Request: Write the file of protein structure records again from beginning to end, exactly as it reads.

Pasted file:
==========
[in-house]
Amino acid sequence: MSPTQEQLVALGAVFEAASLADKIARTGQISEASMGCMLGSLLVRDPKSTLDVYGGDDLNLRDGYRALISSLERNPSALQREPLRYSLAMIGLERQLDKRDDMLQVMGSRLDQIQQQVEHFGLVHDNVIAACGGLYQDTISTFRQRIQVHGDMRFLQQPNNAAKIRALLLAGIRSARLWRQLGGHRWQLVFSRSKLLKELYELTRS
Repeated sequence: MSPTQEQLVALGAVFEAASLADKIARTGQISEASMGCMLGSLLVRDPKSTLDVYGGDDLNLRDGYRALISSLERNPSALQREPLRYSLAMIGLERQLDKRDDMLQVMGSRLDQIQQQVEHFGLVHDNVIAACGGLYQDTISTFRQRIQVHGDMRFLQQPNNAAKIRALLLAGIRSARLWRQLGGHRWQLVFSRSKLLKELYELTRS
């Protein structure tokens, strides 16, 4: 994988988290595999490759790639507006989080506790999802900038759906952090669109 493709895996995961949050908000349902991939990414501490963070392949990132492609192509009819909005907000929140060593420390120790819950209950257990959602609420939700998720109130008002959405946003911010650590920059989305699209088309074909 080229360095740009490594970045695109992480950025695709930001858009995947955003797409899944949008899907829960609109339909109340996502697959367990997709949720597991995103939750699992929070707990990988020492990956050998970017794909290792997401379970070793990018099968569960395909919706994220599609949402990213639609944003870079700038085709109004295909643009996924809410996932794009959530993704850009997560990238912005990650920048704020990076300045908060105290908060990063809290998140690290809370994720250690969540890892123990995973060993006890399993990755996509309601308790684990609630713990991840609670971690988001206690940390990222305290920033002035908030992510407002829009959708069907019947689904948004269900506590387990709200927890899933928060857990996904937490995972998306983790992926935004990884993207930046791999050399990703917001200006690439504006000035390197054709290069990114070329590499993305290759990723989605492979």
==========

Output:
[in-house]
Amino acid sequence: MSPTQEQLVALGAVFEAASLADKIARTGQISEASMGCMLGSLLVRDPKSTLDVYGGDDLNLRDGYRALISSLERNPSALQREPLRYSLAMIGLERQLDKRDDMLQVMGSRLDQIQQQVEHFGLVHDNVIAACGGLYQDTISTFRQRIQVHGDMRFLQQPNNAAKIRALLLAGIRSARLWRQLGGHRWQLVFSRSKLLKELYELTRS
Repeated sequence: MSPTQEQLVALGAVFEAASLADKIARTGQISEASMGCMLGSLLVRDPKSTLDVYGGDDLNLRDGYRALISSLERNPSALQREPLRYSLAMIGLERQLDKRDDMLQVMGSRLDQIQQQVEHFGLVHDNVIAACGGLYQDTISTFRQRIQVHGDMRFLQQPNNAAKIRALLLAGIRSARLWRQLGGHRWQLVFSRSKLLKELYELTRS
């Protein structure tokens, strides 16, 4: 994988988290595999490759790639507006989080506790999802900038759906952090669109 493709895996995961949050908000349902991939990414501490963070392949990132492609192509009819909005907000929140060593420390120790819950209950257990959602609420939700998720109130008002959405946003911010650590920059989305699209088309074909 080229360095740009490594970045695109992480950025695709930001858009995947955003797409899944949008899907829960609109339909109340996502697959367990997709949720597991995103939750699992929070707990990988020492990956050998970017794909290792997401379970070793990018099968569960395909919706994220599609949402990213639609944003870079700038085709109004295909643009996924809410996932794009959530993704850009997560990238912005990650920048704020990076300045908060105290908060990063809290998140690290809370994720250690969540890892123990995973060993006890399993990755996509309601308790684990609630713990991840609670971690988001206690940390990222305290920033002035908030992510407002829009959708069907019947689904948004269900506590387990709200927890899933928060857990996904937490995972998306983790992926935004990884993207930046791999050399990703917001200006690439504006000035390197054709290069990114070329590499993305290759990723989605492979």